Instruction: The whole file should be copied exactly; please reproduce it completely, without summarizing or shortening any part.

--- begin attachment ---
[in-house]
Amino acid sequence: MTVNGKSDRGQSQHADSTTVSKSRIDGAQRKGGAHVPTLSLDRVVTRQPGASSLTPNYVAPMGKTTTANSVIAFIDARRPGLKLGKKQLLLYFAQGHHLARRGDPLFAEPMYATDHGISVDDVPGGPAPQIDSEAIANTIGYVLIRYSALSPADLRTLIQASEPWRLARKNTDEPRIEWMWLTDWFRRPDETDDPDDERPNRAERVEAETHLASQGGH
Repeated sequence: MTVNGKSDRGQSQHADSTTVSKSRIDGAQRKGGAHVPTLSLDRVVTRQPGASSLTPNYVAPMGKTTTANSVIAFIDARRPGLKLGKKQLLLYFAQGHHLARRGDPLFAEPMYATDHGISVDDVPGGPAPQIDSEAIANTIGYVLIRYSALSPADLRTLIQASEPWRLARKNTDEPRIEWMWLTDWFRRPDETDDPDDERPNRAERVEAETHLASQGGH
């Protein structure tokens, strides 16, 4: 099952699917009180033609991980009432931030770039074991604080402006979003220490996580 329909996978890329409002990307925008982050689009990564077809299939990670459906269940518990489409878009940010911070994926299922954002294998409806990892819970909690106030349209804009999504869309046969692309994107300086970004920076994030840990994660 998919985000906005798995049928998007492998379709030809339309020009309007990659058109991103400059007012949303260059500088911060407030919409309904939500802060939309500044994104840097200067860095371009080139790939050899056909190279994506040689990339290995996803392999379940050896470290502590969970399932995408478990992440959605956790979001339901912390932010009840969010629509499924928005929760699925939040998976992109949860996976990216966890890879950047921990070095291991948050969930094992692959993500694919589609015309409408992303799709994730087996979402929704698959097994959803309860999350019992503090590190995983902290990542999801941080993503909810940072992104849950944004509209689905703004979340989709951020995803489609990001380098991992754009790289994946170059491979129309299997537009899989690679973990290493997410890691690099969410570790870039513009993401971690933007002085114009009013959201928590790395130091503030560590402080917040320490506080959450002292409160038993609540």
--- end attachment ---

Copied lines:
[in-house]
Amino acid sequence: MTVNGKSDRGQSQHADSTTVSKSRIDGAQRKGGAHVPTLSLDRVVTRQPGASSLTPNYVAPMGKTTTANSVIAFIDARRPGLKLGKKQLLLYFAQGHHLARRGDPLFAEPMYATDHGISVDDVPGGPAPQIDSEAIANTIGYVLIRYSALSPADLRTLIQASEPWRLARKNTDEPRIEWMWLTDWFRRPDETDDPDDERPNRAERVEAETHLASQGGH
Repeated sequence: MTVNGKSDRGQSQHADSTTVSKSRIDGAQRKGGAHVPTLSLDRVVTRQPGASSLTPNYVAPMGKTTTANSVIAFIDARRPGLKLGKKQLLLYFAQGHHLARRGDPLFAEPMYATDHGISVDDVPGGPAPQIDSEAIANTIGYVLIRYSALSPADLRTLIQASEPWRLARKNTDEPRIEWMWLTDWFRRPDETDDPDDERPNRAERVEAETHLASQGGH
């Protein structure tokens, strides 16, 4: 099952699917009180033609991980009432931030770039074991604080402006979003220490996580 329909996978890329409002990307925008982050689009990564077809299939990670459906269940518990489409878009940010911070994926299922954002294998409806990892819970909690106030349209804009999504869309046969692309994107300086970004920076994030840990994660 998919985000906005798995049928998007492998379709030809339309020009309007990659058109991103400059007012949303260059500088911060407030919409309904939500802060939309500044994104840097200067860095371009080139790939050899056909190279994506040689990339290995996803392999379940050896470290502590969970399932995408478990992440959605956790979001339901912390932010009840969010629509499924928005929760699925939040998976992109949860996976990216966890890879950047921990070095291991948050969930094992692959993500694919589609015309409408992303799709994730087996979402929704698959097994959803309860999350019992503090590190995983902290990542999801941080993503909810940072992104849950944004509209689905703004979340989709951020995803489609990001380098991992754009790289994946170059491979129309299997537009899989690679973990290493997410890691690099969410570790870039513009993401971690933007002085114009009013959201928590790395130091503030560590402080917040320490506080959450002292409160038993609540």